Mark Watches ‘Doctor Who’: S07E05 – The Angels Take Manhattan

In the fifth episode of the seventh series of Doctor Who, UGH. Intrigued? Then it’s time for Mark to watch Doctor Who.

Well, let’s just do this, okay?

  • I don’t have a lot of positive stuff to say about this episode, so be warned. I tried to like it, but it just kept making me more and more angry, and then I was crying out of spite, and I don’t think a show has ever done that to me before. So… bravo? I think? Why am I complimenting that? I don’t even know, my emotions are such a huge fucking mess right now.
  • Okay, let’s start off with some nice things: the beginning of this episode is framed as a noir thriller, and I love noir thrillers, and everything is super creepy, and even if the Weeping Angels aren’t that scary anymore, it was still neat to see them return.
  • Without a doubt, some of the best acting by everyone in the cast is in this episode, and I don’t want to ignore that. It’s incredible. I wish I liked the material more.
  • Having someone walk in on their older, dying self is really unsettling.
  • Well, this works up to a point: the Statue of Liberty as a Weeping Angel. Bar none, one of the silliest, most ridiculous things this show has ever done, and normally, I don’t even care how absurd Doctor Who is. It’s part of it’s charm. But honestly, you’re telling me that in the city that never sleeps, there’s a moment when no one was looking at the most recognizable tourist icon in the city? How does that thing move without crushing buildings??? We have already seen how Weeping Angels can affect physical space, so it makes zero sense that the Statue of Liberty can be one of these creatures.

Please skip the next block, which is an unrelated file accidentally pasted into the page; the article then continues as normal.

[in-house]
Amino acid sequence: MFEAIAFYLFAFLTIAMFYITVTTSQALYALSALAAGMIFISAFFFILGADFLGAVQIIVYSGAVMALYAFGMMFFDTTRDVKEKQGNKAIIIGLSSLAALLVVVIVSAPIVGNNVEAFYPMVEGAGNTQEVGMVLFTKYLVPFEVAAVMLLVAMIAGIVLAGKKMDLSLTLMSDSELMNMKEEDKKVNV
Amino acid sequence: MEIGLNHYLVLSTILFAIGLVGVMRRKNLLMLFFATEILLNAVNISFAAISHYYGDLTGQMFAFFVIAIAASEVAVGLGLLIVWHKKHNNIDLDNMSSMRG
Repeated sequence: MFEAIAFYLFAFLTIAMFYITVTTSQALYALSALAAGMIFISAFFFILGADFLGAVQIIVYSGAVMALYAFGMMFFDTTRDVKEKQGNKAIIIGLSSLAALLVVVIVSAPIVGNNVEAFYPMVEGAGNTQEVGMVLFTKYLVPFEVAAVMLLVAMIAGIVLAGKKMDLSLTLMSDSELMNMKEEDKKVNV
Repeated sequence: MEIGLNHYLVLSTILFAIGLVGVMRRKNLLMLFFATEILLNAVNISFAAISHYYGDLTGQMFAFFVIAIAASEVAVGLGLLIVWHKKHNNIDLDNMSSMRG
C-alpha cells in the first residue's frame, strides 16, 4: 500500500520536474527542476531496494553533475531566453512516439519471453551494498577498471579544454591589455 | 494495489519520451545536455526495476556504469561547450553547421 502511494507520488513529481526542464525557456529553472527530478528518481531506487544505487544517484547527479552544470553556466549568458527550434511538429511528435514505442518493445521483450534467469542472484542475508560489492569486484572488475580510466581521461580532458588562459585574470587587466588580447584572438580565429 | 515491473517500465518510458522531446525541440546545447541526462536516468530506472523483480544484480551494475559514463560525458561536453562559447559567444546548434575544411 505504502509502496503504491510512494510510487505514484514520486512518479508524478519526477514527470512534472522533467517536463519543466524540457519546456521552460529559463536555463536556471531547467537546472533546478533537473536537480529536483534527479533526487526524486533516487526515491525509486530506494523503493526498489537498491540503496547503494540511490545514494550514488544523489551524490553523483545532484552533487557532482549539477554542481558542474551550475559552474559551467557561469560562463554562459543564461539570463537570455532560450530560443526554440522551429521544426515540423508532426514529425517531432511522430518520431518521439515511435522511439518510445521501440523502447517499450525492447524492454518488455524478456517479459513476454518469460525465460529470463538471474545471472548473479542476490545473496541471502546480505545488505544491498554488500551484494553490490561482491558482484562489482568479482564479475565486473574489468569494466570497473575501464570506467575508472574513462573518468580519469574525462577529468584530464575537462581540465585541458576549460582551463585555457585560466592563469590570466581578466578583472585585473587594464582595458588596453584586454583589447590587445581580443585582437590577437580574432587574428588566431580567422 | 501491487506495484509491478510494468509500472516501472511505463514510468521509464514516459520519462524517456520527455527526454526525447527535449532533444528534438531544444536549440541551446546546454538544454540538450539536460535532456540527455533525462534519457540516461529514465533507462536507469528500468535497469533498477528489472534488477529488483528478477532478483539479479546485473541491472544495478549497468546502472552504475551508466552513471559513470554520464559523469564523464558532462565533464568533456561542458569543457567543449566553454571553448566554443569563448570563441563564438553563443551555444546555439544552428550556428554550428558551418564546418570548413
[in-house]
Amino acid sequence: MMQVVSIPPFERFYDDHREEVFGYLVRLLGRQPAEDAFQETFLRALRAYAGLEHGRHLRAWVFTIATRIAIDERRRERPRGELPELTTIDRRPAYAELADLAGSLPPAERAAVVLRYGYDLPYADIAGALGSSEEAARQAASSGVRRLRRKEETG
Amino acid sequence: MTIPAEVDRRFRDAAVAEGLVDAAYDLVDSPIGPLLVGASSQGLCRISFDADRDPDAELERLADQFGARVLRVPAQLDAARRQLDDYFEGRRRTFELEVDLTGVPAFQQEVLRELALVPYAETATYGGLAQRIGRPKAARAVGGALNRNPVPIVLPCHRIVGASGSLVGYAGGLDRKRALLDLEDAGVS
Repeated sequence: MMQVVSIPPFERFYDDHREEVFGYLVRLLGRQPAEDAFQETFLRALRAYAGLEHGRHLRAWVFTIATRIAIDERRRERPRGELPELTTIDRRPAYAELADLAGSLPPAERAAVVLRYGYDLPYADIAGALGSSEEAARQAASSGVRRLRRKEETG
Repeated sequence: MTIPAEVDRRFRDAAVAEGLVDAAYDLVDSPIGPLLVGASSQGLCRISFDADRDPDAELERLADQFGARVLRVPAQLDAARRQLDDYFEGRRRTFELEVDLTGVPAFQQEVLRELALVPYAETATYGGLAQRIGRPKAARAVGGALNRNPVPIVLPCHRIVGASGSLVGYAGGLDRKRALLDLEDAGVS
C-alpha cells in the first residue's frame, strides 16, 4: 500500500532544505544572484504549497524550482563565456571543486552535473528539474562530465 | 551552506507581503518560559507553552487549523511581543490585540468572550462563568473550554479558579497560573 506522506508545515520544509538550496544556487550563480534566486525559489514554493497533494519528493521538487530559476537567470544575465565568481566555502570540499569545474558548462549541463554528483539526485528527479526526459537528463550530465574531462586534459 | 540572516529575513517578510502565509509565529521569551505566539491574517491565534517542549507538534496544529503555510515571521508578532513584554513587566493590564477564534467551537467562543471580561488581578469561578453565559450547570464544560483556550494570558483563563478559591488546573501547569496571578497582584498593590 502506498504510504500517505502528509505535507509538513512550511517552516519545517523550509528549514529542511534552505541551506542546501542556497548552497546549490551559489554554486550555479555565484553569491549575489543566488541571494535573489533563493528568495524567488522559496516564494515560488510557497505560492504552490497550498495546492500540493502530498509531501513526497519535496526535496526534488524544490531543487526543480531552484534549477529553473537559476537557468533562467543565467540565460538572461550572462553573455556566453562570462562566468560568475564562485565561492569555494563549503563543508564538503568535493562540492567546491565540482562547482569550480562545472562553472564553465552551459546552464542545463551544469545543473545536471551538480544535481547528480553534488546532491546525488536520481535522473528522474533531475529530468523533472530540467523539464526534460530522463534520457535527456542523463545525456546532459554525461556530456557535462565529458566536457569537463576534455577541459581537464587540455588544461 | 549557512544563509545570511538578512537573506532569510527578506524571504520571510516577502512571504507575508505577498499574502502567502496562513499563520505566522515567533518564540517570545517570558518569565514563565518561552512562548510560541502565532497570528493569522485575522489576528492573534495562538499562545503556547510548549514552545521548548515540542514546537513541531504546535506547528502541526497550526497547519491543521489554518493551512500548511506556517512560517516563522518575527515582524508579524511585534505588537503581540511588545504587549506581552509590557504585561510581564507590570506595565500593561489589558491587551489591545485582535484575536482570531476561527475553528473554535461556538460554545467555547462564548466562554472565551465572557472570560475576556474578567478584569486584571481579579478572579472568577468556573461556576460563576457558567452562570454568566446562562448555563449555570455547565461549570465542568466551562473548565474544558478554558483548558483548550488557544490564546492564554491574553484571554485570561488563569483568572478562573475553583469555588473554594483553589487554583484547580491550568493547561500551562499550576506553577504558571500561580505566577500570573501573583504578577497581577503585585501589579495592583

• And that’s my problem with this episode: it is a constant assault on my intelligence while purposely insulting my intelligence. Like, it is both foolish while being disgustingly pretentious, and this constant contradiction isn’t entertaining. It is horribly distracting.
  • I love time travel. I love paradoxes. I even love a good ontological paradox. But this show has had nearly ten of them already, so using one as the framing device for this story is tired just to begin with. But it’s fucking nonsensical to suddenly say that reading the future makes it a fixed point in time. Says who??? Why is that suddenly a rule? I’m sorry, haven’t multiple characters “read” aspects of the future in the past, and they were changed? There is no rhyme or reason to this except to force the endgame.
  • And look, I know I already came to this episode with a bad impression of it. I didn’t want the Ponds to leave. I hated being teased with it in the media, I hated being told I would cry, I hated being told how I’d react to something before I’d even seen it, and I hated that the Ponds were leaving. I wanted to put this aside so I could try to enjoy this, but then the episode itself constantly reminded me: This is the end! This is it! The Doctor hates endings! So that means this is an end! Look, the very book itself that exists in this universe for no discernible reason spoils what’s going to happen in the end. This episode lacks all subtlety. And Doctor Who isn’t particularly subtle. It’s constantly over-the-top. But this? This is too much.
  • Wait, couldn’t River Song have just… not written the book? Why did she have to? Did Steven Moffat essentially imply that River had to write a book about the deaths of her parents? Dude, haven’t you given River a tough enough existence as it is?